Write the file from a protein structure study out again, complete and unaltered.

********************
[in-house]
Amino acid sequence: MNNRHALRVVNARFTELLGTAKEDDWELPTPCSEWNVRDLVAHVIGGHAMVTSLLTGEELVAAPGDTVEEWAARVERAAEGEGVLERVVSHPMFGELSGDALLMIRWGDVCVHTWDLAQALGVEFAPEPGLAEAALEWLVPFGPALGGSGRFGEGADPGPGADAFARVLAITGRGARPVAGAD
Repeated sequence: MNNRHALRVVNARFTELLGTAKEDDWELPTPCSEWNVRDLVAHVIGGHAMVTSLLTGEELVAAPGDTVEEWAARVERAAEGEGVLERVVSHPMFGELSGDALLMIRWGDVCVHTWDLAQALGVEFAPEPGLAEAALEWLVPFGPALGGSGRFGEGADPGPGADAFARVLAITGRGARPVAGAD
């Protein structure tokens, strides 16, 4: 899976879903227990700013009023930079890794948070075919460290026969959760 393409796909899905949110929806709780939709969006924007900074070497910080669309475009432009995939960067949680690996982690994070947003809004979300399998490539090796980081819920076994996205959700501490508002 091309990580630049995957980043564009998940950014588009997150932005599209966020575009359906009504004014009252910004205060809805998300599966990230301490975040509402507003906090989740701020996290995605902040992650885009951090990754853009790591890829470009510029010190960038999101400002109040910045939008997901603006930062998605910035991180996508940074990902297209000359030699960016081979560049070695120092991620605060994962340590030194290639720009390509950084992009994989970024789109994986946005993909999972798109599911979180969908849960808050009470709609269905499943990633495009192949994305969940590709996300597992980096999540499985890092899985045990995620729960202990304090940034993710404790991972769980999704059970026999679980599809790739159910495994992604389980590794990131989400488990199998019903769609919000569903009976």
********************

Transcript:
[in-house]
Amino acid sequence: MNNRHALRVVNARFTELLGTAKEDDWELPTPCSEWNVRDLVAHVIGGHAMVTSLLTGEELVAAPGDTVEEWAARVERAAEGEGVLERVVSHPMFGELSGDALLMIRWGDVCVHTWDLAQALGVEFAPEPGLAEAALEWLVPFGPALGGSGRFGEGADPGPGADAFARVLAITGRGARPVAGAD
Repeated sequence: MNNRHALRVVNARFTELLGTAKEDDWELPTPCSEWNVRDLVAHVIGGHAMVTSLLTGEELVAAPGDTVEEWAARVERAAEGEGVLERVVSHPMFGELSGDALLMIRWGDVCVHTWDLAQALGVEFAPEPGLAEAALEWLVPFGPALGGSGRFGEGADPGPGADAFARVLAITGRGARPVAGAD
């Protein structure tokens, strides 16, 4: 899976879903227990700013009023930079890794948070075919460290026969959760 393409796909899905949110929806709780939709969006924007900074070497910080669309475009432009995939960067949680690996982690994070947003809004979300399998490539090796980081819920076994996205959700501490508002 091309990580630049995957980043564009998940950014588009997150932005599209966020575009359906009504004014009252910004205060809805998300599966990230301490975040509402507003906090989740701020996290995605902040992650885009951090990754853009790591890829470009510029010190960038999101400002109040910045939008997901603006930062998605910035991180996508940074990902297209000359030699960016081979560049070695120092991620605060994962340590030194290639720009390509950084992009994989970024789109994986946005993909999972798109599911979180969908849960808050009470709609269905499943990633495009192949994305969940590709996300597992980096999540499985890092899985045990995620729960202990304090940034993710404790991972769980999704059970026999679980599809790739159910495994992604389980590794990131989400488990199998019903769609919000569903009976």